CES attendees check out the 3D at the Sony booth. Photo courtesy Sony Electronics
3D was popping out all over the Las Vegas Convention Center and nearby hotels during the 2010 International Consumer Electronics Show where 2,500 different companies exhibited more than 20,000 new products.
“The whole buzz at CES 2010 was 3D, driven largely by ‘Avatar’ raking in over $1 billion in its first month of release,” said Scott Birnbaum, vice president of LCD Business at Samsung. “This is the year the display hardware is ready to provide consumers with a true 3D experience in the home, and now we are starting to see companies lining up to initiate regular delivery of 3D programming through a variety of channels.”
But is the recession-buffeted public ready for the 3D revolution? LG has already announced plans to ship as many as 400,000 3D-capable TV units in 2010 and Goldman Sachs is predicting 4.3 million 3DTV’s will be sold in 2010, representing 25 percent of all sales.
Connecting a new 3DTV will be easier than ever thanks to the release of the HDMI 1.4 spec last June to accommodate 3D cabling in home theater; and it was a major enabling technology at the 2010 CES. “Version 1.4 includes input/output protocols for 3D, an Ethernet channel, and even support for 4K resolutions,” said Steve Venuti, president of HDMI Licensing, LLC the agent responsible for licensing the standard. “This will help push 3D into the marketplace in a consistent way so that delivering 3D to the devices from all our over 850 HDMI adopters will no longer be a proprietary consideration.”
There is also a growing demand for a wireless connectivity option, and one of the CES Innovations 2010 Design and Engineering Award honorees was Santa Clara, Calif.-based chipmaker Amimon, which founded the WHDI (Wireless Home Digital Interface) Consortium promoted by Sony, Samsung, Sharp, Motorola, Hitachi and LG. “The goal of WHDI is to connect any source in the home to any display,” said Noam Geri, vice president of marketing and co-founder of Amimon. “Using the 5GHz unlicensed band, WHDI can deliver 1080p quality to game or entertainment systems without wires or latency.”
Traditionally, many have questioned where all this 3D content will come from, but the impact of the Blu-ray Disc Association announcing their final 3D specification in December was seen on many displays in the Las Vegas Convention Center as the BDA starts enabling studios to market 3D discs to home viewers.
In addition, several content providers plan to begin making 3D programming available to the American public in 2010. The first to deliver may be Next3D whose broadband, Web-based 1080p 3D HD Video-on-Demand Internet service will begin operation in the first quarter of 2010 in collaboration with Turner Broadcasting System. “This will include 3D features and documentaries, sports, TV journalism, and user-created material,” said Next3D Co-founder David Cole. “We should start real time streaming during selected windows of time starting in March, and subscribers will be able to download the content to watch at their leisure.”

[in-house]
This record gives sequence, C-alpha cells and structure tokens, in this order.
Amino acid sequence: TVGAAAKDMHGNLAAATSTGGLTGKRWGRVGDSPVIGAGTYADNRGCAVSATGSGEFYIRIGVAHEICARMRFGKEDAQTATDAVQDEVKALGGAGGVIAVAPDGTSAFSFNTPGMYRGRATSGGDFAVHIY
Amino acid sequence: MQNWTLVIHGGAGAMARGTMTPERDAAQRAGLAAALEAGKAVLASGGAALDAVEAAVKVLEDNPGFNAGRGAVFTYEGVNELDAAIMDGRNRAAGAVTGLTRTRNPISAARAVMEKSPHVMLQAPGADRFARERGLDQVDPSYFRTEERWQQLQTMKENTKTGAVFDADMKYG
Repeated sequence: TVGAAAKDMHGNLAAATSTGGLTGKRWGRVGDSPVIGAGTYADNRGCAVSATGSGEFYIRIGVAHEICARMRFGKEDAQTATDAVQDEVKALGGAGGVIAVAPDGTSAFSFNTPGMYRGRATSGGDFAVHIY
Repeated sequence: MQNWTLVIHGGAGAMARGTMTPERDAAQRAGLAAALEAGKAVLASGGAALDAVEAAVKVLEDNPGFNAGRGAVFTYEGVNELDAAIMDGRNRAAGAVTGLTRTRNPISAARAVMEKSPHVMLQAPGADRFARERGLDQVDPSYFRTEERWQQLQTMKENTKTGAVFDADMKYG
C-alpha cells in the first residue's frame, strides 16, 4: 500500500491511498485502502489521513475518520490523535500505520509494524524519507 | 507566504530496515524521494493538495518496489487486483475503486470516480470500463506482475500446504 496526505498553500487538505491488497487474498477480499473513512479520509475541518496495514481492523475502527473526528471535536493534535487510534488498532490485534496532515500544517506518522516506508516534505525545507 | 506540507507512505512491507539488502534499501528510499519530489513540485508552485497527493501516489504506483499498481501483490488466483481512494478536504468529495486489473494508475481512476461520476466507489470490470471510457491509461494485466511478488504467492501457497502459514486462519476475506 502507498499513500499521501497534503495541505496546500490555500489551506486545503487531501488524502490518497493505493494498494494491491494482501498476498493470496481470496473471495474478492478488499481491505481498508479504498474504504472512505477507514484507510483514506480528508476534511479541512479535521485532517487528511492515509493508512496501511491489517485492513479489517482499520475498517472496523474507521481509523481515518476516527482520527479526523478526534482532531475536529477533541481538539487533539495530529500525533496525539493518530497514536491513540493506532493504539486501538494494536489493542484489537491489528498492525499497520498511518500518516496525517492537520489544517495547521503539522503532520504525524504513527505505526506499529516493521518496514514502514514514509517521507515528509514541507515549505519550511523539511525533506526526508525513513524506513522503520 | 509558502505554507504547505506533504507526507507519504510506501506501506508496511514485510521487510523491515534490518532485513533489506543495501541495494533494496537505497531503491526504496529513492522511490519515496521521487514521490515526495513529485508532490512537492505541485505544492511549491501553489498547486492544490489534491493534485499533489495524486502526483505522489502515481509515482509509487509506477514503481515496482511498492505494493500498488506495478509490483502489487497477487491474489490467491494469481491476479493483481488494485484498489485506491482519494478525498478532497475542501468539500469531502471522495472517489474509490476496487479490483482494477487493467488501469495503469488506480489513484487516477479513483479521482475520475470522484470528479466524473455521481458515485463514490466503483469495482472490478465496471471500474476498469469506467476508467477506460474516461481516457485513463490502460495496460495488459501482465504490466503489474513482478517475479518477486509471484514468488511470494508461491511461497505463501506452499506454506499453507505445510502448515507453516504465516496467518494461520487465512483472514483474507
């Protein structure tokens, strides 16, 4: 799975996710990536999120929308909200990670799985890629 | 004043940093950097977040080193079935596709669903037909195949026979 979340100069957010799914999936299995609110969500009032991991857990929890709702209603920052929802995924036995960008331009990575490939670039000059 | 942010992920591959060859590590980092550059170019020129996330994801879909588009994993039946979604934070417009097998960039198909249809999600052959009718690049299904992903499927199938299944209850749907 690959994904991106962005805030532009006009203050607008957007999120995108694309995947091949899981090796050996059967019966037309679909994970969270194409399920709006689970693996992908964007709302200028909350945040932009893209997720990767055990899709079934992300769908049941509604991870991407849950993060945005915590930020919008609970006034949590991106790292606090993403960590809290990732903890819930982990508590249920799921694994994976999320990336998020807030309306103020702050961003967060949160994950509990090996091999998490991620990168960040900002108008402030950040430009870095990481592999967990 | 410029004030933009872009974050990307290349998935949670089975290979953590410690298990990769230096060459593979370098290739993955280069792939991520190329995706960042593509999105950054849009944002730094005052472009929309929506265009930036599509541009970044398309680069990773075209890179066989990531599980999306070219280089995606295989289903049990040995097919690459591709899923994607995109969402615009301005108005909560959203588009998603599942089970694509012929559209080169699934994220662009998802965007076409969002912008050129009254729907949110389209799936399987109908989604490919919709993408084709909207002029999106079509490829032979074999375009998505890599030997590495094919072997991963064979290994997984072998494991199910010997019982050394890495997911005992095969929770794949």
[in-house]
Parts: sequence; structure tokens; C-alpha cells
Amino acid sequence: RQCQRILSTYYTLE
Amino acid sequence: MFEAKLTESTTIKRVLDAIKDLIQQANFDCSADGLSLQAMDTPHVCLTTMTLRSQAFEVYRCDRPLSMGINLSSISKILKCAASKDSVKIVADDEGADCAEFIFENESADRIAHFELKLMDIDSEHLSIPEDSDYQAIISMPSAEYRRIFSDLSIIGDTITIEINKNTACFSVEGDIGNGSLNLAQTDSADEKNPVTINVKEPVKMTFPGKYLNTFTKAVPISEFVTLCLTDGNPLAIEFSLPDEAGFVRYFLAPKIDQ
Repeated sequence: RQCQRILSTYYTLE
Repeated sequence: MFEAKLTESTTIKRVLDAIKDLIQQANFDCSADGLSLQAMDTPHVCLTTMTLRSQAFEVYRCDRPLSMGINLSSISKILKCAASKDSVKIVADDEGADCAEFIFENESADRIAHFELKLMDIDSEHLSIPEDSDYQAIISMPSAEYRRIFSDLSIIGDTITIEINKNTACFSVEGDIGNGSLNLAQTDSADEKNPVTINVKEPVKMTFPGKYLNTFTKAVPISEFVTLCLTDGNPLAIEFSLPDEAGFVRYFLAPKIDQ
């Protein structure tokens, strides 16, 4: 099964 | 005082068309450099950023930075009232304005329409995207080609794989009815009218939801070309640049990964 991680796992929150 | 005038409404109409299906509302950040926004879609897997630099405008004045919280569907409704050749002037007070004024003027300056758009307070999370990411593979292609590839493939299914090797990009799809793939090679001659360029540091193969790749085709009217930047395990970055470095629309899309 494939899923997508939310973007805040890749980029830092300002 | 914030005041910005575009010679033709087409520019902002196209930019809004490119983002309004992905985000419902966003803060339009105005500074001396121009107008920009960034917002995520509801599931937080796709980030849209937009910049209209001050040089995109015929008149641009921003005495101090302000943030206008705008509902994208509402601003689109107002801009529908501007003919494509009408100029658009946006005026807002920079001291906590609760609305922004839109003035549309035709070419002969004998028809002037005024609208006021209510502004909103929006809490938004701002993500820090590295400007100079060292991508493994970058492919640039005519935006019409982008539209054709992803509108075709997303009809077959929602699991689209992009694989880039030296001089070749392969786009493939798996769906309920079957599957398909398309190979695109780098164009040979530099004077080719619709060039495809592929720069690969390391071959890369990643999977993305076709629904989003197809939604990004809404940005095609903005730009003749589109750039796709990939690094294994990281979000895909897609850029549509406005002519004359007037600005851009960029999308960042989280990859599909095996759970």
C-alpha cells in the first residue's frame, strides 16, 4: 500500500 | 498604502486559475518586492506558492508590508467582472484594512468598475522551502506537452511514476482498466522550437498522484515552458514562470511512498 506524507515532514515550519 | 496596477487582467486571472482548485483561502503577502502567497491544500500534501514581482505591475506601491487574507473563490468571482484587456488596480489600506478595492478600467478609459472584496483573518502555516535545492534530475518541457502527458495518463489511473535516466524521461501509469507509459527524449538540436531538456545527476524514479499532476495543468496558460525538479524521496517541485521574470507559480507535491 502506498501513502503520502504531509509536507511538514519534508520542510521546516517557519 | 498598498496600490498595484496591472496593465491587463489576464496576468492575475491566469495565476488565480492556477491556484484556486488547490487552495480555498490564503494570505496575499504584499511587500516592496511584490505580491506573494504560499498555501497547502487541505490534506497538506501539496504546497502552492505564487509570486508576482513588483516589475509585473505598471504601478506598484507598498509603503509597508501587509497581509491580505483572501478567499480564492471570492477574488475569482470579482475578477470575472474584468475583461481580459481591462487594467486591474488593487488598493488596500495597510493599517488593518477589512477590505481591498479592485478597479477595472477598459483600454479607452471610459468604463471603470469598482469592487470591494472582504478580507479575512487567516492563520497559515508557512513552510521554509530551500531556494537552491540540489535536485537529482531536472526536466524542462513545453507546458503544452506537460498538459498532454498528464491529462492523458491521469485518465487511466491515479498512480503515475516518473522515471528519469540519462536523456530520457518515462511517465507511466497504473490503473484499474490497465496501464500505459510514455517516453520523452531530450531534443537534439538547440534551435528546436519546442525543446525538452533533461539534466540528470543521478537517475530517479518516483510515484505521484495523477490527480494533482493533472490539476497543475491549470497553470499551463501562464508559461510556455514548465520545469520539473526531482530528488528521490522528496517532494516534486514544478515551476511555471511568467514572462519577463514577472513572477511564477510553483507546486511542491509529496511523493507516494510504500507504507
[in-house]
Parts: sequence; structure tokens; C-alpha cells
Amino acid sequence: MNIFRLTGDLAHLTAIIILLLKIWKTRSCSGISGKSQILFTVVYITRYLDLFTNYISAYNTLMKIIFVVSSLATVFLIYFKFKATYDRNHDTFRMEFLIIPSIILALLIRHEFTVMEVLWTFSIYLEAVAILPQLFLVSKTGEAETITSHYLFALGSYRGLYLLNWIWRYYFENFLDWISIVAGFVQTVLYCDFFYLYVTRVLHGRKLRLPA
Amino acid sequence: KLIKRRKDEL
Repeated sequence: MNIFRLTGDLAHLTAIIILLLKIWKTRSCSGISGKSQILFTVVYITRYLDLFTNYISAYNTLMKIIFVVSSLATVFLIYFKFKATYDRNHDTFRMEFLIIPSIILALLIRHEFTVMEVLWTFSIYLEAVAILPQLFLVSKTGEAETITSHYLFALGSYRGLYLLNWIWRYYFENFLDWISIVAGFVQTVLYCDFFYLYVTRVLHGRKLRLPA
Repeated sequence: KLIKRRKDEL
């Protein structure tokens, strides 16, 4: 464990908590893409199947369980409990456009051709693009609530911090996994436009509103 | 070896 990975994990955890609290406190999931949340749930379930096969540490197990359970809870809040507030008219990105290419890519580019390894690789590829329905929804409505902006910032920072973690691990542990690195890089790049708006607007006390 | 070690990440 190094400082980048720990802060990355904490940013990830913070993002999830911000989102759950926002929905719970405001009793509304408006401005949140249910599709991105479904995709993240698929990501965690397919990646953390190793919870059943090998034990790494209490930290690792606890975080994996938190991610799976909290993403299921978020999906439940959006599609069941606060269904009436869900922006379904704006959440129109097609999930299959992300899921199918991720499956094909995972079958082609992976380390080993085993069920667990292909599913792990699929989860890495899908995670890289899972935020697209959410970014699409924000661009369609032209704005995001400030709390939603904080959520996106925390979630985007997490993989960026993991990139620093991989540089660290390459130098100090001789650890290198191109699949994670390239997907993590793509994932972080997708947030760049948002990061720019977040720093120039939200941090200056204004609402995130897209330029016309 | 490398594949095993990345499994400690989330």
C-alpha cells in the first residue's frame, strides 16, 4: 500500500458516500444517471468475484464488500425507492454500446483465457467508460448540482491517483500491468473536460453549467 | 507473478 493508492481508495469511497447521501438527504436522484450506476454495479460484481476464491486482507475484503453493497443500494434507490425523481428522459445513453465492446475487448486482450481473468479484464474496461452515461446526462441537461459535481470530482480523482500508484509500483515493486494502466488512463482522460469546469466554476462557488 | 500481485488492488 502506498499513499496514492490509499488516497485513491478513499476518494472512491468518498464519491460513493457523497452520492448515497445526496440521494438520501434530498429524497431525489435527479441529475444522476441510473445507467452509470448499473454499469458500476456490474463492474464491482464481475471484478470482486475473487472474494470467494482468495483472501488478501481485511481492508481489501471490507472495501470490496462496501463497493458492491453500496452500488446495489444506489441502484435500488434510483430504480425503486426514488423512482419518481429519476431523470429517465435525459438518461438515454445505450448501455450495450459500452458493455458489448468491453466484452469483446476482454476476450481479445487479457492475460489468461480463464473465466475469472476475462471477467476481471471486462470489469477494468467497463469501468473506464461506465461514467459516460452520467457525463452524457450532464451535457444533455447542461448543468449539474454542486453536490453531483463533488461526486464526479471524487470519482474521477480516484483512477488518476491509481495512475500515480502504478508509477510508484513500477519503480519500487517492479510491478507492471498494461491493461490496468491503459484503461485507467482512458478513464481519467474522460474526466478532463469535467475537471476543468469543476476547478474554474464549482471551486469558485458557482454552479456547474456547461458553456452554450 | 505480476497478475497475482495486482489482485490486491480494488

ESPN announced it will present 85 sporting events in 3D this year, starting with the 2010 FIFA World Cup match on June 11. “This decision was made with one motivation only,” said Chuck Pagano executive vice presdient of technology at ESPN in Bristol, Conn. “Our viewers are going to be buying 3DTV’s since sports fans have been proven to be early adopters. We need to provide them with content to watch.”
Later this year, Discovery Communications Inc., Sony Corp. and IMAX Corp. plan to develop the first U.S. television network dedicated to 24/7 3D programming.
“Clearly the next Christmas season will be a big push for us,” said John Honeycutt, Discovery’s chief media tech officer. “At first we will be using one of the side-by-side configured 3D methodologies so we can use existing HD resolution bandwidth, but we have no interest in format battles. Our ultimate goal will be whatever the consumer demands.”
Although unnamed at present, this Discovery/Sony/IMAX venture will not have a shadowed 2D channel. But as Honeycutt said, “The great thing about the 3D production process is that anything we create is exploitable in 2D on other outlets.”
One question remains, however. With all the glasses-free or “autostereoscopic” 3D displays at 2010 incapable of rising above resolutions fit for digital signage applications, will home consumers be willing to accept wearing special glasses to watch stereoscopic 3D in their living rooms?
“There are going to be bumps in the road, of course,” said Chris Chinnock, president of Insight Media and board member of the 3D @ Home Consortium. “3D in home theater also involves many human factors and they will have to be dealt with.”